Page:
Let us start with, “What is the cash flow statement?” to understand the significance of this document to your business. The cash flow statement gives detailed information on the cash generated and spent during the specified accounting period. You could easily use online accounting software to prepare it monthly, quarterly, or yearly.
Why is the Cash Flow Statement Prepared?
In addition to the cash flow statement, income statement and balance sheet also report on how the money flows through a business. However, the income statement gives details about profits but not about the cash components. On the other hand, a balance sheet captures a snapshot of the status at a particular date.
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Importance of Cash Flow Statement
The cash flow statement bridges the information gap between the income statement and balance sheet by recording the flow of money. It reveals how effectively the business has been using its cash. It helps you in adjusting business strategy if you have a negative cash flow. Or, in using cash to grow your business if it is positive.
The cash flow statement is an important document, especially when you want to raise capital. It is the first thing that investors like banks, financial institutions, and individuals want to examine. They, along with your current stakeholders, love to back businesses having positive cash flow.It is why you must prepare, depending on your business needs, a consolidated or full cashflow statement using accounting software. It is a simple way of showing investors how much your business is worth and building their faith in you.
What is an Inflow of Cash?
Cash inflow, as the term suggests, is the money flowing into your business. Money from sales, investments or financing activities of your business is your inflow of cash.Cash outflow, as you may guess, is the money flowing out of your business through expenses and purchases.
Benefits of Preparing a Cash Flow Statement
You can diagnose the health of your business by comparing its cash inflow against outflow. Investors often do the same and invest in companies having positive cash flow. A well-prepared cash flow statement:
- Renders details about the liquidity & solvency of your business
- Provides info on historical cash flows which you can use to forecast future cash flows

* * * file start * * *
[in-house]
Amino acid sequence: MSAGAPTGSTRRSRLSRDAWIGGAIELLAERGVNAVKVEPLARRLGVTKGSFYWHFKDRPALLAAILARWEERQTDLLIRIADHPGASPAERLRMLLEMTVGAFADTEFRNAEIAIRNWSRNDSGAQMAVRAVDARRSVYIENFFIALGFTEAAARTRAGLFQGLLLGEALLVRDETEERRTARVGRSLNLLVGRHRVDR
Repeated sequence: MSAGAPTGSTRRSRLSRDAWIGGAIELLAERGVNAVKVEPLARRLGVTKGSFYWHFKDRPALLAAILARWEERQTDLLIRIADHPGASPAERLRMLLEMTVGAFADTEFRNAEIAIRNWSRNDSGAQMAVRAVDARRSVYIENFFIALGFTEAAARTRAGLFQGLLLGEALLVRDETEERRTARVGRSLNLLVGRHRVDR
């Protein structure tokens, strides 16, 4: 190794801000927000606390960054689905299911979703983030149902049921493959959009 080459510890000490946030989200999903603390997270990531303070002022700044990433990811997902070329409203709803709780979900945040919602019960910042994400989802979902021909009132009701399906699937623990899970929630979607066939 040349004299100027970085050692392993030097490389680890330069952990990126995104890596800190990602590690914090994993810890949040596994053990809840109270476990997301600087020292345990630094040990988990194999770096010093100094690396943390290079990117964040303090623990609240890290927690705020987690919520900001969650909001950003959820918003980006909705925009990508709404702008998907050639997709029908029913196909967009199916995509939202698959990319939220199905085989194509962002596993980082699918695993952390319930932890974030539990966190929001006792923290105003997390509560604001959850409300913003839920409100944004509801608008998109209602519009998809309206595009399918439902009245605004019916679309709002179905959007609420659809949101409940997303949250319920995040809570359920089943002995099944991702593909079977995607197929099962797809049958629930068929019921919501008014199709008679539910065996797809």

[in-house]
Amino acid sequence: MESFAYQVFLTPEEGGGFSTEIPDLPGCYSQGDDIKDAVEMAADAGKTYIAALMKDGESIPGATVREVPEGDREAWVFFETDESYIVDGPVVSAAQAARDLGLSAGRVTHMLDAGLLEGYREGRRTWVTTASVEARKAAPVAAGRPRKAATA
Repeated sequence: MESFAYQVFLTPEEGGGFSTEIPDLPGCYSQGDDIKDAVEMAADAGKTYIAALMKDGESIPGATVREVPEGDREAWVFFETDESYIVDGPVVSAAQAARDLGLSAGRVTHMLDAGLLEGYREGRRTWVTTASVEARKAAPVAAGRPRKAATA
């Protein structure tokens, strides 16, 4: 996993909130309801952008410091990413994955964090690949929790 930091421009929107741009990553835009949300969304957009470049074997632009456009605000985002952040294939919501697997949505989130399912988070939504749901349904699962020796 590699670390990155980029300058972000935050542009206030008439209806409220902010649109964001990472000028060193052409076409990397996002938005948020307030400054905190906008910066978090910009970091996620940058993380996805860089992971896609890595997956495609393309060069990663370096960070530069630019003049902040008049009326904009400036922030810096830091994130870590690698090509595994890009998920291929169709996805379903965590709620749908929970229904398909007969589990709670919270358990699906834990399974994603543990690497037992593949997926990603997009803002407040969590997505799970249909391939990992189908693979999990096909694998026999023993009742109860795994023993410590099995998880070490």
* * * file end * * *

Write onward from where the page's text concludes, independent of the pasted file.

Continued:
- Summarises financial status of your business and shade light on the priorities of management
- Provides a basis for comparing your business’ performance with that of other’s
What Should a Cash Flow Statement Include?
Depending on your business’ activities over the specified accounting period, you should generate its cash flow statement to include: Operating, Investing and Financing cash flows.
Operating cash flow should cover your business’ main activities that generate revenue. This section of the statement details cash flows from sales, purchases and other expenditures.
- Cash inflows from sales
- Cash from earnings on investments
- Payments for purchases from suppliers
- Payments to employees
- Payments for interest and taxes
- Increases or decreases in accounts receivable or payable
- Increase or decrease in inventory and prepaid expenses
Cash flows also arise for your business when you invest in activities like an acquisition or when you dispose of its non-current assets. This type of cash flows arises through purchase and sales of:
- Equipment, real estate, buildings, vehicles and machinery
- Short-term investments; and
- Acquisitions and dispositions of assets
You may decide to borrow money from the banks or other financial institutions or to issue shares to achieve your business goals. These activities generate cash flows for the business. You need to cover such cash flows in financing cash flow section of the statement:
- The rise in debt, bonds and notes payable
- The rise in capital from stockholders
- Expenditure for stock buybacks
- Expenditure on loan repayment
- Payments of dividends
The information presented shades light on how the size and nature of the equity capital or borrowings of your business have changed.
How to Prepare a Cash Flow Statement for a Small Business
Keeping with your accounting needs, you could ask your accountant to use the direct and indirect presentation of operating cash flow.
This is a rarely used way of representing a business’ cash flow. It is a straightforward listing of your business’ cash flow. It depicts cash-in from sales and cash-out due to your capital expenditures.
This method depicts financial information as a reconciliation from profit to cash flow. It may not always show actual cash flows, but it may explain away why cash flow differs from profit. Depending on your needs, you can use operating profit, profit before or after-tax, or net income of your business for the purpose.
As a small business owner, you are responsible for your business’ accounting and monitoring its financial performance. And, measuring it in terms of high or low profit is not all that good idea. You need to prepare a cash flow statement to get a true measure of financial status. You can automate the process using the best Bliient Account Software and save a lot of time and efforts.